"Back in the Islands," the Ghost said.  "Everyone snug in their beds."


     "Dang, them gals are STILL at it!  Now that's energy.  Whups!  Sorry, Inspector, didn't mean to make you blush.  Just wanted to show you all was well there."


     All isn't quiet at the Brush household, as three young fox kits are gleefully pouncing their sleeping parents, squealing Christmas greetings and bouncing on the bed.  The father of the family is taking this rude awakening with resigned amusement.  The memory of similar scenes, long ago, causes pangs...


     Well, Rosie Baumgartner had certainly changed into something more comfortable.  A red and green silk kimono, very festive.  Even if the dragon on the back wasn't totally within the holiday tradition.

     Stagg raised an eyebrow, turning to his guide.  "Trying to tell me something?"

     A brief shrug from the Ghost, but an eloquent wiggle of the eyebrows.

     Rosie sighed, looked at a carafe of egg nog in an ice bucket, grinned wryly and stood, seemingly unaware of her audience.   Or, for that matter, the time or the neighbours, as, walking over to the upright baby grand piano in the corner of her room at the Grand,  the cheetah sat down and gently began playing, singing in a credible imitation of Mae Kestrel as Birdy Boop:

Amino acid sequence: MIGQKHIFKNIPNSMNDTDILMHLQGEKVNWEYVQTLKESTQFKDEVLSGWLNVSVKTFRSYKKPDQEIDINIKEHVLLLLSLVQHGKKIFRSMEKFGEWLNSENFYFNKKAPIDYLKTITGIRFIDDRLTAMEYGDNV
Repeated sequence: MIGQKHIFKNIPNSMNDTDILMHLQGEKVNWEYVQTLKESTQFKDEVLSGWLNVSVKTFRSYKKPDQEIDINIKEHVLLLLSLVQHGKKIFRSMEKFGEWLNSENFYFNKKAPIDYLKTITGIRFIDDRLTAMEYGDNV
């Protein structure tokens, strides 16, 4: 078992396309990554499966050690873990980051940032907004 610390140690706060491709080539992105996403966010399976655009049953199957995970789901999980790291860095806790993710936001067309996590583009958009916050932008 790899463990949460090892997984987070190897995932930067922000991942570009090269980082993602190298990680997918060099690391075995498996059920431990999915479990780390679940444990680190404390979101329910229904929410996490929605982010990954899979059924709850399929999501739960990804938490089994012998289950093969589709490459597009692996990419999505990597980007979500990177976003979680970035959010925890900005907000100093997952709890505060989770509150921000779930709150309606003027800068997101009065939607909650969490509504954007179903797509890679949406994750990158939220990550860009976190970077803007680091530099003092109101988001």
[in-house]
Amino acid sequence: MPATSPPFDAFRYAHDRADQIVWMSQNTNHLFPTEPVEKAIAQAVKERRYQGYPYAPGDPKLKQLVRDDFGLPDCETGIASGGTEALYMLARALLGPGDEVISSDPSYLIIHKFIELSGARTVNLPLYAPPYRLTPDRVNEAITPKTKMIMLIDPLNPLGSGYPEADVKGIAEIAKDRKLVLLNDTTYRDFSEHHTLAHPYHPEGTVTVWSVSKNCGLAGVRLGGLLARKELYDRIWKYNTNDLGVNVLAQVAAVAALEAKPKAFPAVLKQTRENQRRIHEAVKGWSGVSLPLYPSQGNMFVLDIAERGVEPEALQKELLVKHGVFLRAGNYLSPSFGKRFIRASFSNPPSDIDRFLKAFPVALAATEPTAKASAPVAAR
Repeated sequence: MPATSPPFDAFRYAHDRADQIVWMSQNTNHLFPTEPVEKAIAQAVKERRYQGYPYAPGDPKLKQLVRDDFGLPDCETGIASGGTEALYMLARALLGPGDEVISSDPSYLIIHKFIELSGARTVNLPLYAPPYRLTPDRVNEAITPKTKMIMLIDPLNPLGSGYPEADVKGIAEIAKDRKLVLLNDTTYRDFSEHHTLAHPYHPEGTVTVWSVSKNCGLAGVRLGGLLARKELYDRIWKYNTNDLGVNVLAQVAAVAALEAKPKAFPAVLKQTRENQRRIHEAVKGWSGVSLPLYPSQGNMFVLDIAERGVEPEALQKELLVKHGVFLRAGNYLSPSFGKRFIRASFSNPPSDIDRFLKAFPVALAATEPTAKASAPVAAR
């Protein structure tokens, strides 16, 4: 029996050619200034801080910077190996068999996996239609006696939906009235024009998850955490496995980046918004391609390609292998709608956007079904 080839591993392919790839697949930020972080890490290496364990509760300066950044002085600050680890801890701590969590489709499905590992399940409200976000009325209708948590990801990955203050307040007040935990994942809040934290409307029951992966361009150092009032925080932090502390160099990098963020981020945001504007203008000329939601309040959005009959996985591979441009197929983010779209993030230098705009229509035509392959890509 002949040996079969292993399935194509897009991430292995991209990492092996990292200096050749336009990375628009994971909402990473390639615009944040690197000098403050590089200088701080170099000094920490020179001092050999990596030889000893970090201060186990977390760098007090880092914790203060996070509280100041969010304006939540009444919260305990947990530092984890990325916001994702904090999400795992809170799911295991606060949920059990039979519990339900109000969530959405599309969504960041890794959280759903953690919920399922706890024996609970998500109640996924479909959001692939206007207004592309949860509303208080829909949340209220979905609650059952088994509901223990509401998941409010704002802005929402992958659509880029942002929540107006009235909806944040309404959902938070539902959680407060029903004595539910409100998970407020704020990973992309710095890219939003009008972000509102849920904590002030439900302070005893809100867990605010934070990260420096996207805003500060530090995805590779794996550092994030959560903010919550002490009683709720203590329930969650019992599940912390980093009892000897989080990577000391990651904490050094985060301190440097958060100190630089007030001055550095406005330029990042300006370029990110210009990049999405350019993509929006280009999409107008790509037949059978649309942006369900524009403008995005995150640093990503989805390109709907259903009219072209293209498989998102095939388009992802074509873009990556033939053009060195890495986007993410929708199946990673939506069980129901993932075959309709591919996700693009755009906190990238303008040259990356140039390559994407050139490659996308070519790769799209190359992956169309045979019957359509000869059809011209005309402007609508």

Oh, honey! Oh, honey!
Why is it that you act so funny?
When we should be making love?
Oh, I'm willing, I'm so willing,
But nothing that you do seems thrilling,
I long for your pettin';
Where am I gettin'?

There's the moon, way up high,
Here are you, and here am I,
Oh, do, do, do something!

I ain't been hugged, and I ain't been kissed,
And I want to see just what I've missed,
So, oh do, oh do something!

I got the time and the place, and the place and the time, I know,
I got a bench and a park, and a park and a bench, and all.

You know, other pairs, they're making haste,
But look at me, I'm just going to waste,
So, oh do, oh do something!

Summer night, the stars are low,
Oh, tell me, what are we waitin' for, huh?
Oh, come on, honey, oh, come on, do something!

You know, it's been told, and explained
That nothing tried is nothing gained,
So, won't you do something?

Got a hug and a kiss and kiss and a hug or two,
I want to give them away, and I'm gonna give them away, to you!

Sittin' around just seems so dumb,
And look at me, I'm gettin' numb,
So, won't you, oh, do something!

All alone, just we two,
And I feel so boop-boop-a-doo,
So, oh do, do, do, do, do bup-a-dup-a-dup-a-dup,

     With an exasperated grin, the raven-haired cheetah sighed and settled back on the chaise, closing her eyes for a brief nap...


     Back in the office.  Stagg gave the Ghost an ascerbic look.  "The art of the subtle is not your forte, I take it."

     The Ghost shrugged.  "I just read the lines, I don't write 'em."

     Stagg sighed.  "So, next up is the Ghost of Christmases Yet to Be?"

     "Something like that, yes," the Ghost nodded.  "After this one, you're all-"




     The third Ghost, at least, lived up to reputation.   A figure clad in a black robe, cowl pulled up to cover its face.  Again, no species could be immediately recognized.